________________ CM . . . . Volume XIV Number 10 . . . . January 11, 2008

cover

What Color Is It? (Looking at Nature).

Bobbie Kalman.           
St. Catharines, ON: Crabtree, 2008.
24 pp., pbk. & hc., $8.95 (pbk.), $20.76 (rlb.).
ISBN 978-0-7787-3338-6 (pbk.), ISBN 978-0-7787-3318-8 (rlb.).

Subject Headings:
Colors-Juvenile literature.
Color in nature-Juvenile literature.

Preschool-grade 1 / Ages 4-6.

Review by Dave Jenkinson.

*** /4

   
cover

Is It Big or Small? (Looking at Nature).

Bobbie Kalman.
St. Catharines, ON: Crabtree, 2008.
24 pp., pbk. & hc., $8.95 (pbk.), $25.95 (rlb.).
ISBN 978-0-7787-3336-2 (pbk.), ISBN 978-0-7787-3316-4 (rlb.).

Subject Headings:
Size judgment-Juvenile literature.
Size perception-Juvenile literature.
Nature-Juvenile literature.

Preschool-grade 1 / Ages 4-6.

Review by Dave Jenkinson.

*** /4

   
cover

Where Is It? (Looking at Nature).

Bobbie Kalman.
St. Catharines, ON: Crabtree, 2008.
24 pp., pbk. & hc., $8.95 (pbk.), $20.76 (rlb.).
ISBN 978-0-7787-3341-6 (pbk.), ISBN 978-0-7787-3321-8 (rlb.).

Subject Headings:
Orientation (Psychology)-Juvenile literature.
Geographical perception-Juvenile literature.
Nature-Juvenile literature.

Preschool-grade 1 / Ages 4-6.

Review by Dave Jenkinson.

*** /4

   
cover

What Shape Is It? (Looking at Nature).

Bobbie Kalman.
St. Catharines, ON: Crabtree, 2008.
24 pp., pbk. & hc., $8.95 (pbk.), $20.76 (rlb.).
ISBN 978-0-7787-3340-9 (pbk.), ISBN 978-0-7787-3320-1 (rlb.).

Subject Headings:
Geometry in nature-Juvenile literature.
Shapes-Juvenile literature.
Nature-Juvenile literature.

Preschool-grade 1 / Ages 4-6.

Review by Dave Jenkinson.

*** /4

   
cover

How Does It Feel? (Looking at Nature).

Bobbie Kalman.
St. Catharines, ON: Crabtree, 2008.
24 pp., pbk. & hc., $8.95 (pbk.), $20.76 (rlb.).
ISBN 978-0-7787-3334-8 (pbk.), ISBN 978-0-7787-3314-0 (rlb.).

Subject Headings:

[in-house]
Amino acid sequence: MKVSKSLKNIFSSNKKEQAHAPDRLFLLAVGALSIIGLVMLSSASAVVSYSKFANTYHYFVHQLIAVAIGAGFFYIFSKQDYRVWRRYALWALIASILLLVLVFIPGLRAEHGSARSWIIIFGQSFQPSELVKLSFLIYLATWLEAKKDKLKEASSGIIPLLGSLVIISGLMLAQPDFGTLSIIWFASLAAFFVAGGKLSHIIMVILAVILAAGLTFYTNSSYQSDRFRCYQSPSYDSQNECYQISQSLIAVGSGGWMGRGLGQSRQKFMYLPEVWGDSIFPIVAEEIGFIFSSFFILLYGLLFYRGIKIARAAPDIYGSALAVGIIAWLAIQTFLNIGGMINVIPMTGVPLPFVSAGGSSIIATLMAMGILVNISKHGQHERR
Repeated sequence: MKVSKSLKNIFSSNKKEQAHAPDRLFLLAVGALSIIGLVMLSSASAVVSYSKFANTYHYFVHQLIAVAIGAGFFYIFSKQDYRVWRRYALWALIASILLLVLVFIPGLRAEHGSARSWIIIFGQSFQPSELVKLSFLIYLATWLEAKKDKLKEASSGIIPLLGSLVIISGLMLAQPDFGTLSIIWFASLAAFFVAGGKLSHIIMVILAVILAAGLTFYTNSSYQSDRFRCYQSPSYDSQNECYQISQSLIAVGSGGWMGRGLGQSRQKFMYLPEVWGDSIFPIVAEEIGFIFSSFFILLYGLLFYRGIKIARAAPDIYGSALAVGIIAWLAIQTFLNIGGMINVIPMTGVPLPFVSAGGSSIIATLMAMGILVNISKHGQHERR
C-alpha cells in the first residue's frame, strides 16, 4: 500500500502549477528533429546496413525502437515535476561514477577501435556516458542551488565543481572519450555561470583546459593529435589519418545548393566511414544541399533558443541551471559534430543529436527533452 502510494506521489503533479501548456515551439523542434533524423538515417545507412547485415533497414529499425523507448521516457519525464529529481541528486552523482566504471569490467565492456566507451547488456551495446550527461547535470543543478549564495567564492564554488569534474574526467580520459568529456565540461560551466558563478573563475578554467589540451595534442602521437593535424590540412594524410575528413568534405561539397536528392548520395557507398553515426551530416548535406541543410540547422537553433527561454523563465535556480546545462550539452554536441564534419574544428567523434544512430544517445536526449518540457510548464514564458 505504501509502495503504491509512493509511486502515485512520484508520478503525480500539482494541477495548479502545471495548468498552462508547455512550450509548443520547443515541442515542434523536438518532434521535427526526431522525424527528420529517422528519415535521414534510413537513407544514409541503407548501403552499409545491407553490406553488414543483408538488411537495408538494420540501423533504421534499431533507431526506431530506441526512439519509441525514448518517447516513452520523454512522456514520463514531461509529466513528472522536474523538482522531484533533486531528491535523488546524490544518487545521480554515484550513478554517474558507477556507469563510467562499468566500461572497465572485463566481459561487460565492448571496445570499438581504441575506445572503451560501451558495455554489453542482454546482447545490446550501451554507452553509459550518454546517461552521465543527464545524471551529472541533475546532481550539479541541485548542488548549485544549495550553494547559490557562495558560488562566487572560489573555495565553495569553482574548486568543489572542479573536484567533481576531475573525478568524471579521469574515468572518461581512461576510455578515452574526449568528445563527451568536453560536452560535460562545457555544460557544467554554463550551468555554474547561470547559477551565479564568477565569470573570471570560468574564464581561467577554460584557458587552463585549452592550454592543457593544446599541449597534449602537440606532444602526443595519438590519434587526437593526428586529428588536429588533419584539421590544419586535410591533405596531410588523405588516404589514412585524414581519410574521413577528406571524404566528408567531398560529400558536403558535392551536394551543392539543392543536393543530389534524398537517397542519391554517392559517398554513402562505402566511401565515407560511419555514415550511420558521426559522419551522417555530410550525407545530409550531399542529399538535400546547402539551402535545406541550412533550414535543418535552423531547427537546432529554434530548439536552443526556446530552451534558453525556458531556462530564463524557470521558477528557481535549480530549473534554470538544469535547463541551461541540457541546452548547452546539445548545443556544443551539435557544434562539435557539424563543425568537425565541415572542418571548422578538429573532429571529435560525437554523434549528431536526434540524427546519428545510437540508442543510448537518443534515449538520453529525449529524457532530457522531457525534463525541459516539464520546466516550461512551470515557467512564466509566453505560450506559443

Touch-Juvenile literature.
Nature-Juvenile literature.

Preschool-grade 1 / Ages 4-6.

Review by Dave Jenkinson.

*** /4

   
cover

How Does It Look? (Looking at Nature).

Bobbie Kalman.
St. Catharines, ON: Crabtree, 2008.
24 pp., pbk. & hc., $8.95 (pbk.), $20.76 (rlb.).
ISBN 978-0-7787-3335-5 (pbk.), ISBN 978-0-7787-3315-7 (rlb.).

Subject Headings:
Color in nature-Juvenile literature.
Pattern perception-Juvenile literature.
Nature-Juvenile literature.

Preschool-grade 1 / Ages 4-6.

Review by Dave Jenkinson.

*** /4

   
cover

Is It the Same or Different? (Looking at Nature).

Bobbie Kalman.
St. Catharines, ON: Crabtree, 2008.
24 pp., pbk. & hc., $8.95 (pbk.), $20.76 (rlb.).
ISBN 978-0-7787-3337-9 (pbk.), ISBN 978-0-7787-3317-1 (rlb.).

Subject Headings:
Visual perception-Juvenile literature.
Nature-Juvenile literature.

Preschool-grade 1 / Ages 4-6.

Review by Dave Jenkinson.

*** /4

   
cover

What Comes Next? (Looking at Nature).

Bobbie Kalman.
St. Catharines, ON: Crabtree, 2008.
24 pp., pbk. & hc., $8.95 (pbk.), $20.76 (rlb.).
ISBN 978-0-7787-3339-3 (pbk.), ISBN 978-0-7787-3319-5 (rlb.).

Subject Headings:
Pattern perception-Juvenile literature.

Preschool-grade 1 / Ages 4-6.

Review by Dave Jenkinson.

*** /4

excerpt:

A rainbow of colors.

Colors come from sunlight. We can see the colors of sunlight in rainbows. The colors in rainbows are red, orange, yellow, green, blue, and purple.

Our food comes in a rainbow of colors, too.

What color is a tomato?
What color is an orange?
What color are bananas?
What color are apples?
What color are blueberries?
What color are grapes? (From
What Color Is It?)